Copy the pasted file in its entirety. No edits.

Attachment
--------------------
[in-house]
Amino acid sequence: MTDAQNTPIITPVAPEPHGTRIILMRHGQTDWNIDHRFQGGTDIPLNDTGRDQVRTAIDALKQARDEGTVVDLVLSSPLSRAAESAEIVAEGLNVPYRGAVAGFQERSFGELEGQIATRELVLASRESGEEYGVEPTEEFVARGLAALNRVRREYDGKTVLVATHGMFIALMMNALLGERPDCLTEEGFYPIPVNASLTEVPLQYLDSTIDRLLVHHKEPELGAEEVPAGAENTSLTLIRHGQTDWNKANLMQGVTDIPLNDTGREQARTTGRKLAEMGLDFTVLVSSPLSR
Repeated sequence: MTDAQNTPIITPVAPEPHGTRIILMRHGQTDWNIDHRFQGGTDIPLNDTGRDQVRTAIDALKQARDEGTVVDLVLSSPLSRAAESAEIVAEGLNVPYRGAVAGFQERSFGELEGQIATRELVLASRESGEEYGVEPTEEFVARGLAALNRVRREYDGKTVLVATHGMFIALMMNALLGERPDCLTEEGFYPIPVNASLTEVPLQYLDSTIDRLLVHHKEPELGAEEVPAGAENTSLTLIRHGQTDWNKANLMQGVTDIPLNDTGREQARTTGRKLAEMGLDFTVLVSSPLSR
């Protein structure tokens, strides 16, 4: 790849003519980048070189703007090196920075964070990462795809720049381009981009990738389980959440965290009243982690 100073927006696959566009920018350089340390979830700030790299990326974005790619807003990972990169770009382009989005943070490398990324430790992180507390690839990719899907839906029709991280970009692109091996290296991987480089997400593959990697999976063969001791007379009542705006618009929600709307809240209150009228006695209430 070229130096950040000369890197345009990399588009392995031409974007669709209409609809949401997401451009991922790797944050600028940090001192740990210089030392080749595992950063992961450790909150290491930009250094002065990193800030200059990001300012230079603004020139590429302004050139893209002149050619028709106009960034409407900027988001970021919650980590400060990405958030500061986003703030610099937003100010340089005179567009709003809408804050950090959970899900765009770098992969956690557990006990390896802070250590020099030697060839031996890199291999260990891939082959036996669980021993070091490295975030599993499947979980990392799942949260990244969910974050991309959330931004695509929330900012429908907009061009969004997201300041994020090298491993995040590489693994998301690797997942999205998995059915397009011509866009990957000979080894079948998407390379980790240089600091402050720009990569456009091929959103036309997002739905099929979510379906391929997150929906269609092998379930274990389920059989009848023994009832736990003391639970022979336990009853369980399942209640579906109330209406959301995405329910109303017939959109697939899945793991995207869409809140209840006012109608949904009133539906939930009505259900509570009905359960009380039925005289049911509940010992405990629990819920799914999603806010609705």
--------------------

[in-house]
Amino acid sequence: MTDAQNTPIITPVAPEPHGTRIILMRHGQTDWNIDHRFQGGTDIPLNDTGRDQVRTAIDALKQARDEGTVVDLVLSSPLSRAAESAEIVAEGLNVPYRGAVAGFQERSFGELEGQIATRELVLASRESGEEYGVEPTEEFVARGLAALNRVRREYDGKTVLVATHGMFIALMMNALLGERPDCLTEEGFYPIPVNASLTEVPLQYLDSTIDRLLVHHKEPELGAEEVPAGAENTSLTLIRHGQTDWNKANLMQGVTDIPLNDTGREQARTTGRKLAEMGLDFTVLVSSPLSR
Repeated sequence: MTDAQNTPIITPVAPEPHGTRIILMRHGQTDWNIDHRFQGGTDIPLNDTGRDQVRTAIDALKQARDEGTVVDLVLSSPLSRAAESAEIVAEGLNVPYRGAVAGFQERSFGELEGQIATRELVLASRESGEEYGVEPTEEFVARGLAALNRVRREYDGKTVLVATHGMFIALMMNALLGERPDCLTEEGFYPIPVNASLTEVPLQYLDSTIDRLLVHHKEPELGAEEVPAGAENTSLTLIRHGQTDWNKANLMQGVTDIPLNDTGREQARTTGRKLAEMGLDFTVLVSSPLSR
């Protein structure tokens, strides 16, 4: 790849003519980048070189703007090196920075964070990462795809720049381009981009990738389980959440965290009243982690 100073927006696959566009920018350089340390979830700030790299990326974005790619807003990972990169770009382009989005943070490398990324430790992180507390690839990719899907839906029709991280970009692109091996290296991987480089997400593959990697999976063969001791007379009542705006618009929600709307809240209150009228006695209430 070229130096950040000369890197345009990399588009392995031409974007669709209409609809949401997401451009991922790797944050600028940090001192740990210089030392080749595992950063992961450790909150290491930009250094002065990193800030200059990001300012230079603004020139590429302004050139893209002149050619028709106009960034409407900027988001970021919650980590400060990405958030500061986003703030610099937003100010340089005179567009709003809408804050950090959970899900765009770098992969956690557990006990390896802070250590020099030697060839031996890199291999260990891939082959036996669980021993070091490295975030599993499947979980990392799942949260990244969910974050991309959330931004695509929330900012429908907009061009969004997201300041994020090298491993995040590489693994998301690797997942999205998995059915397009011509866009990957000979080894079948998407390379980790240089600091402050720009990569456009091929959103036309997002739905099929979510379906391929997150929906269609092998379930274990389920059989009848023994009832736990003391639970022979336990009853369980399942209640579906109330209406959301995405329910109303017939959109697939899945793991995207869409809140209840006012109608949904009133539906939930009505259900509570009905359960009380039925005289049911509940010992405990629990819920799914999603806010609705």